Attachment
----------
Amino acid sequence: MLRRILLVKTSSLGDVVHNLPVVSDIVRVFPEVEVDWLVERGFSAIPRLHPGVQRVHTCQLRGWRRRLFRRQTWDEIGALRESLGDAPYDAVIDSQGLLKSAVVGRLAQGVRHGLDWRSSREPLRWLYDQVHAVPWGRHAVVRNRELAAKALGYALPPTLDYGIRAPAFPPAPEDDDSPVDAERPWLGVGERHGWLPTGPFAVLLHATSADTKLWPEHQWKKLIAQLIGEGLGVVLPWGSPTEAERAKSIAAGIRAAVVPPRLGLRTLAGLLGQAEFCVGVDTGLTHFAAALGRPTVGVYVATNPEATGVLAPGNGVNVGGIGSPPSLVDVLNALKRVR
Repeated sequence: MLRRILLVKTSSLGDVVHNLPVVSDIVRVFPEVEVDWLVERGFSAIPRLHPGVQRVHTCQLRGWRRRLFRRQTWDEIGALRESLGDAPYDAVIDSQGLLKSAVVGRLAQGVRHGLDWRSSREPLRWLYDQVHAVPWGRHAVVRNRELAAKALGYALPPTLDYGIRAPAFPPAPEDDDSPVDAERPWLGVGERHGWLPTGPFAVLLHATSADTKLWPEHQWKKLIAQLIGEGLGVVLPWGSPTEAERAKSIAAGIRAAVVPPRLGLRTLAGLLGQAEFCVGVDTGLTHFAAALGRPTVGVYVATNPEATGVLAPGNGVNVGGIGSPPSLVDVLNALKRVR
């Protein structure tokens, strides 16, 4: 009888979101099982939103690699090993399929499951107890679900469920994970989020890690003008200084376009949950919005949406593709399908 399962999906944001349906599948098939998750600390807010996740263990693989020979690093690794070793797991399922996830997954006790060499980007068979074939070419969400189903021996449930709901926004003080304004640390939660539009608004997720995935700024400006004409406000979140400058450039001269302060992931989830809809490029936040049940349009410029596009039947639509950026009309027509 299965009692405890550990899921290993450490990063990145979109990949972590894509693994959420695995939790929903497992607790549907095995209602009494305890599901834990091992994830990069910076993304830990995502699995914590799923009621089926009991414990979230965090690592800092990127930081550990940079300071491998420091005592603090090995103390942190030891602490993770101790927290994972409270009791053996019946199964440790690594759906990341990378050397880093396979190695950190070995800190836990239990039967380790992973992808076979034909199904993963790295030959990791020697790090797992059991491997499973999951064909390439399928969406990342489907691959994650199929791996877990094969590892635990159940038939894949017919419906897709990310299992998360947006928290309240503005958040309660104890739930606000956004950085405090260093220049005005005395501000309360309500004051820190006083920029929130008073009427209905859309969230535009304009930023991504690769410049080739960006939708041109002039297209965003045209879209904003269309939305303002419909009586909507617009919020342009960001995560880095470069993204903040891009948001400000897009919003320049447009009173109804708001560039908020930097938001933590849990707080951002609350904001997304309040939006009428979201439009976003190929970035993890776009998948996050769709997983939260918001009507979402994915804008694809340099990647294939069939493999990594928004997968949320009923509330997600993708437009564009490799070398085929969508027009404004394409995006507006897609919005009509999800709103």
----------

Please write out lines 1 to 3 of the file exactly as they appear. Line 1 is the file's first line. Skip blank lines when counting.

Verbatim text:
Amino acid sequence: MLRRILLVKTSSLGDVVHNLPVVSDIVRVFPEVEVDWLVERGFSAIPRLHPGVQRVHTCQLRGWRRRLFRRQTWDEIGALRESLGDAPYDAVIDSQGLLKSAVVGRLAQGVRHGLDWRSSREPLRWLYDQVHAVPWGRHAVVRNRELAAKALGYALPPTLDYGIRAPAFPPAPEDDDSPVDAERPWLGVGERHGWLPTGPFAVLLHATSADTKLWPEHQWKKLIAQLIGEGLGVVLPWGSPTEAERAKSIAAGIRAAVVPPRLGLRTLAGLLGQAEFCVGVDTGLTHFAAALGRPTVGVYVATNPEATGVLAPGNGVNVGGIGSPPSLVDVLNALKRVR
Repeated sequence: MLRRILLVKTSSLGDVVHNLPVVSDIVRVFPEVEVDWLVERGFSAIPRLHPGVQRVHTCQLRGWRRRLFRRQTWDEIGALRESLGDAPYDAVIDSQGLLKSAVVGRLAQGVRHGLDWRSSREPLRWLYDQVHAVPWGRHAVVRNRELAAKALGYALPPTLDYGIRAPAFPPAPEDDDSPVDAERPWLGVGERHGWLPTGPFAVLLHATSADTKLWPEHQWKKLIAQLIGEGLGVVLPWGSPTEAERAKSIAAGIRAAVVPPRLGLRTLAGLLGQAEFCVGVDTGLTHFAAALGRPTVGVYVATNPEATGVLAPGNGVNVGGIGSPPSLVDVLNALKRVR
């Protein structure tokens, strides 16, 4: 009888979101099982939103690699090993399929499951107890679900469920994970989020890690003008200084376009949950919005949406593709399908 399962999906944001349906599948098939998750600390807010996740263990693989020979690093690794070793797991399922996830997954006790060499980007068979074939070419969400189903021996449930709901926004003080304004640390939660539009608004997720995935700024400006004409406000979140400058450039001269302060992931989830809809490029936040049940349009410029596009039947639509950026009309027509 299965009692405890550990899921290993450490990063990145979109990949972590894509693994959420695995939790929903497992607790549907095995209602009494305890599901834990091992994830990069910076993304830990995502699995914590799923009621089926009991414990979230965090690592800092990127930081550990940079300071491998420091005592603090090995103390942190030891602490993770101790927290994972409270009791053996019946199964440790690594759906990341990378050397880093396979190695950190070995800190836990239990039967380790992973992808076979034909199904993963790295030959990791020697790090797992059991491997499973999951064909390439399928969406990342489907691959994650199929791996877990094969590892635990159940038939894949017919419906897709990310299992998360947006928290309240503005958040309660104890739930606000956004950085405090260093220049005005005395501000309360309500004051820190006083920029929130008073009427209905859309969230535009304009930023991504690769410049080739960006939708041109002039297209965003045209879209904003269309939305303002419909009586909507617009919020342009960001995560880095470069993204903040891009948001400000897009919003320049447009009173109804708001560039908020930097938001933590849990707080951002609350904001997304309040939006009428979201439009976003190929970035993890776009998948996050769709997983939260918001009507979402994915804008694809340099990647294939069939493999990594928004997968949320009923509330997600993708437009564009490799070398085929969508027009404004394409995006507006897609919005009509999800709103």